Health bills set to jump

 

Another budget cut ... A hike in out of pocket expenses will hit women needing IVF proced

Another budget cut … A hike in out of pocket expenses will hit women needing IVF procedures, the mentally ill and cancer patients. Picture: Supplied Source: News Corp Australia

WOMEN needing IVF procedures, the mentally ill and cancer patients are facing up to $12,000 in new out-of-pocket medical expenses from January next year as a result of government budget cuts to the Medicare Safety Net.

And the $267 million budget savings appear in jeopardy with independent Nick Xenophon telling News Corp he won’t vote for them.

“How can I vote for it, these families are struggling,” he told News Corp.

Senator Xenophon will tell an IVF conference today the hike in out of pocket expenses will hit women with careers who have been paying their taxes and need help conceiving a child.

“The government needs to rule this out in the lead up to the Canning by-election, this is heartless and cruel,” he said.

Labor has already expressed concern about the changes that could see the out of pocket costs for IVF leap from $4,000 to $15,000.

Cancer patients will have their out of pocket costs for life saving radiotherapy treble to up to $12,000 under a budget cut that reduces the amount they get from the Medicare Safety Net.

Private patients undergoing a typical six to seven week course of radiation treatment currently have $12,000 in out-of-pocket expenses, but $10,000 of this is covered by the Medicare Safety Net.

Government logic ... Health Minister Sussan Ley says the Budget measure aims to ensure mo

Government logic … Health Minister Sussan Ley says the Budget measure aims to ensure more people can access the protections of the safety net sooner if they get sick. Picture: Kym Smith Source: News Corp Australia

 

And psychiatrists have warned severely mentally ill patients who need counselling more than once a week could face a $120 per visit bill once they make more than 50 visits a year.

Health Minister Sussan Ley said the 2014-15 Budget measure aimed to make the current system “easier to access and understand” for patients.

“The current system is overly-complex and this measures aims to ensure more people can access the protections of the safety net sooner if they get sick.

“As I announced earlier this year, the Government is currently working closely with patients and health professionals to build a healthier Medicare, and this outstanding 2014-15 Budget measure is currently being considered in this context, with consultations ongoing.”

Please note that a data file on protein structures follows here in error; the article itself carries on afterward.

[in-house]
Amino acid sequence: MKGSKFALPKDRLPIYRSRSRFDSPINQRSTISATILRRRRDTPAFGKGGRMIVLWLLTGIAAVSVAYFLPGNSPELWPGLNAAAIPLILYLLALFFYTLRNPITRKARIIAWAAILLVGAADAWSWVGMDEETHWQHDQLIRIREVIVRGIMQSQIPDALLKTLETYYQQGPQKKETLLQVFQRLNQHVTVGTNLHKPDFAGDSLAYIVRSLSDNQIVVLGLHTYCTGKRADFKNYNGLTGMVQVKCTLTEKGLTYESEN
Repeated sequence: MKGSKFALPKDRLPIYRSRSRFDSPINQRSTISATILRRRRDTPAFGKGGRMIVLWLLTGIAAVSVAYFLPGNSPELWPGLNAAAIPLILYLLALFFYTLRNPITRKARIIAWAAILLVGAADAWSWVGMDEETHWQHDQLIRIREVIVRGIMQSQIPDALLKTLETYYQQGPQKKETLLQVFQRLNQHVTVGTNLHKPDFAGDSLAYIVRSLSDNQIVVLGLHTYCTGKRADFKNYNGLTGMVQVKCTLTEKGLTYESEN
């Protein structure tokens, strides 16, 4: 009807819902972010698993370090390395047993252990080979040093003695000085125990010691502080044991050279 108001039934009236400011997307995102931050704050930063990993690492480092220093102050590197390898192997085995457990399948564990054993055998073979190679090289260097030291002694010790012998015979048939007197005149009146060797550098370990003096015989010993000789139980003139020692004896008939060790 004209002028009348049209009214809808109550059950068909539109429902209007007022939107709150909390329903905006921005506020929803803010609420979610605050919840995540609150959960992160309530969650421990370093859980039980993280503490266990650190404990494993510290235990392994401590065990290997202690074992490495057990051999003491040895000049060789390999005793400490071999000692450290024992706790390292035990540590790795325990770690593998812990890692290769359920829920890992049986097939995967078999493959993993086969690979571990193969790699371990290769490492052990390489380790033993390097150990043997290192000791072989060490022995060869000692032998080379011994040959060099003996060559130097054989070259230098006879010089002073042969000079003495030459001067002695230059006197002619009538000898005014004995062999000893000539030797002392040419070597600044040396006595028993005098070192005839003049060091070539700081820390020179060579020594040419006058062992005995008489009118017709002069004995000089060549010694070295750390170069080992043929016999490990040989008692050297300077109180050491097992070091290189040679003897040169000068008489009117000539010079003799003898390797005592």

In last year’s Budget, the government capped the amount the safety net will pay patients at 150 per cent of the Medicare fee from January 2016 to save $267 million over five years.

And it announced it would scrap a measure that meant a patient never faced an out-of-pocket expense greater than $78.40 for any single Medicare item once they qualified for the safety net.

Analysis by a health economist for various health groups has shown this measure alone could add $388 to the out of pocket expenses for certain IVF procedures.

The Extended Medicare Safety Net was set up by Tony Abbott when he was health minister in 2004 to cover 80 per cent of a patients out-of-pocket expenses when their doctors charged more than the Medicare fee.

Deeply concerned ... Opposition health spokeswoman Catherine King with Opposition leader

Deeply concerned … Opposition health spokeswoman Catherine King with Opposition leader Bill Shorten will examine the specifics of the legislation when it is introduced. Picture: Gary Ramage Source: News Corp Australia

 

The previous Labor Government applied limits to payouts under the scheme for obstetrics and IVF after doctors took advantage of the scheme and massively increased their fees.

The latest changes were announced in May 2014 but three months before they are due to take effect the government has still not introduced legislation to give effect to the new scheme.

The government has already had to abandon $3.5 billion in other health budget cuts including its $7 GP fee and a $5 hike in the cost of prescription medicines.

“I’m concerned the government’s proposed changes could adversely impact on a number of patients, including women who are facing difficulties conceiving, and need IVF to help them start a family,” Opposition health spokeswoman Catherine King said.

“Labor will examine the specifics of the legislation when it is finally introduced, but I am deeply concerned about the negative impact it could have on many patients,” she said.

This policy represents a cut to the safety nets of almost $270 million from a government that in two years has cut well over $60 billion from the health budget, she said.